The Manti Theater's marquee lights may once more brighten the night sky over Main Street, and the sound of dancing feet and band music may again fill the air.
The Manti Theater Restoration Trust Inc., a nonprofit corporation, has purchased the Manti Theater property for an undisclosed sum and plans to restore the Manti Armada, a once-popular dance hall, and remodel the theater, a large two-story building.The remodeled facility would provide the setting for a wide variety of events: public and private dances, ballet and folk dancing, local and visiting drama groups, movies, seminars, lectures, conferences, receptions and rallies.
The complex will be performance-oriented, said Mark A. Beach, the restoration trust's executive officer, who is a partner in Beach Associates, an accounting firm with an extensive clientele in central Utah.
"This is an economic development project," Beach said. But he added that it will also have strong historic-reservation elements.
Estimated cost of the project is $2 million. The money would come from grants, awards, foundations, contributions and loans through a variety of fund-raising activities.
Beach thinks the fund-raising program stands on solid ground. He is an Oregon State University graduate in business and finance who is also a certified public accountant. He has worked for Pepsico, Ernst and Whinney and for more than five years for Disney. His work assignments took him to California, Florida and Paris, France.
"When you work for Disney for a number of years, you start to think like them," Beach said. That means, he explained, you think in terms of theme.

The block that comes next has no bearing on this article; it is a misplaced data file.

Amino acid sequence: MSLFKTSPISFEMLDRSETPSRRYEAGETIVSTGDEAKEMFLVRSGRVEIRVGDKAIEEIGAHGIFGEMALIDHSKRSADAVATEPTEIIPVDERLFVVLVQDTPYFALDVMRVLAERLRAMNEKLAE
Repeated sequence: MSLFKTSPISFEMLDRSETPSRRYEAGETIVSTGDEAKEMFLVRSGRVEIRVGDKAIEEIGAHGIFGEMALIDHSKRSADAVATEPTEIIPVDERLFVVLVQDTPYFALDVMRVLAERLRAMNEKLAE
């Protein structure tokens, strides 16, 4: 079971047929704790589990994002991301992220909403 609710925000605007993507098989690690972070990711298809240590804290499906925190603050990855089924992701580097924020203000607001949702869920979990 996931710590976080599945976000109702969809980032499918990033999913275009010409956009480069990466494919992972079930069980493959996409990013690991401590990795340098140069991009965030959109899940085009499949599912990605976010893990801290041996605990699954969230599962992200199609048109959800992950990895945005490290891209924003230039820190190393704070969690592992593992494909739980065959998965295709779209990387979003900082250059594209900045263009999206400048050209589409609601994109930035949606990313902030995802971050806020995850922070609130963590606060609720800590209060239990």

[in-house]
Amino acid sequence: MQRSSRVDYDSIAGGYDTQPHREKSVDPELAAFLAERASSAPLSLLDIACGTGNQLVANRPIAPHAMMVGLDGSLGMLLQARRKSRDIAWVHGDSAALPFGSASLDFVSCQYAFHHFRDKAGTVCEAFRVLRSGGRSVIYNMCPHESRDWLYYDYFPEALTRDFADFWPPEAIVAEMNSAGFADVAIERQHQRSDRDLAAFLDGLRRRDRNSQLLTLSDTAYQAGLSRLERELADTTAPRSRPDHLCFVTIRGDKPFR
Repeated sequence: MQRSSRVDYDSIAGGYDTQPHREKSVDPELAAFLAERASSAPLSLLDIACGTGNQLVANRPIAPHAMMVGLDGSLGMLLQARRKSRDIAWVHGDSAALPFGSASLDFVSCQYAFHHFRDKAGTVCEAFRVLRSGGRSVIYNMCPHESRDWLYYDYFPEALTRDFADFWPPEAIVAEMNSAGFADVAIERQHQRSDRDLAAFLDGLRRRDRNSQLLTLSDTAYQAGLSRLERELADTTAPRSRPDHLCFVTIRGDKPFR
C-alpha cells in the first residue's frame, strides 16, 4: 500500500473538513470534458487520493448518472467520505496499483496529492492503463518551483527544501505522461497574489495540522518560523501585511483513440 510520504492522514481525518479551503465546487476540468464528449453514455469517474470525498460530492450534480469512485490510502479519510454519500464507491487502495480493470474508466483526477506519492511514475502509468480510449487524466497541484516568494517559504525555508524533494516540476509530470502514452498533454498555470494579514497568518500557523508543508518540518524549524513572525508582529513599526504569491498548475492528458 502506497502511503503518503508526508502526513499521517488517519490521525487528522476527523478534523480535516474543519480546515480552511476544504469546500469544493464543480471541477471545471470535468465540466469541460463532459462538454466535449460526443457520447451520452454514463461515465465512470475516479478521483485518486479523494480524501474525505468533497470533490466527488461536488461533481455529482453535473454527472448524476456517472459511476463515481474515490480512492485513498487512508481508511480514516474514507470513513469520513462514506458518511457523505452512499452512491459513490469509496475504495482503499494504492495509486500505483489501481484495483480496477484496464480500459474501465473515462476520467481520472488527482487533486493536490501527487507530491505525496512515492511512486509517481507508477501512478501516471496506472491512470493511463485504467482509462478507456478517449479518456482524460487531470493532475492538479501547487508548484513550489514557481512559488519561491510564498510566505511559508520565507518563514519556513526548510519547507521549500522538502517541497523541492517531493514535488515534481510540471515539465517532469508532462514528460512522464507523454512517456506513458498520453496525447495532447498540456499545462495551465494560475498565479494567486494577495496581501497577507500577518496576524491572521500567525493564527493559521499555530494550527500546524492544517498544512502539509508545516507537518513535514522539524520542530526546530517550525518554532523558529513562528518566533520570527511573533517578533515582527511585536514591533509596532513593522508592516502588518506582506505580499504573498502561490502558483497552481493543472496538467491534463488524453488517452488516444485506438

The theater's, he said, could be "Historic 1909."
That's the year the Manti Theater hosted its first performance by a traveling troupe: "Nero the Gladiator."
Through its early years the theater was the site of dramatic performances by both local and traveling groups, lyceums and minstrel lectures. It was the town's cultural center.
Then it was taken over by the movies. With the movies came Charlie Chaplin, Hott Gibson, Douglas Fairbanks and Mary Pickford.
That era, too, passed. The kids who had paid a dime to attend the Saturday afternoon movies went to war. The older generation stayed home to listen to Amos and Andy on the radio and still later to watch television.
And the Manti Theater, once the pride of the community, was converted into a restaurant that folded and then into a showroom for a local manufacturing firm's wares.
In its projected future, the Manti Theater will represent something old and something new in a kind of bonding, Beach said.
"In addition to its restoration and economic roles, we want the Manti Theater complex to renew our spirit of community," Beach said.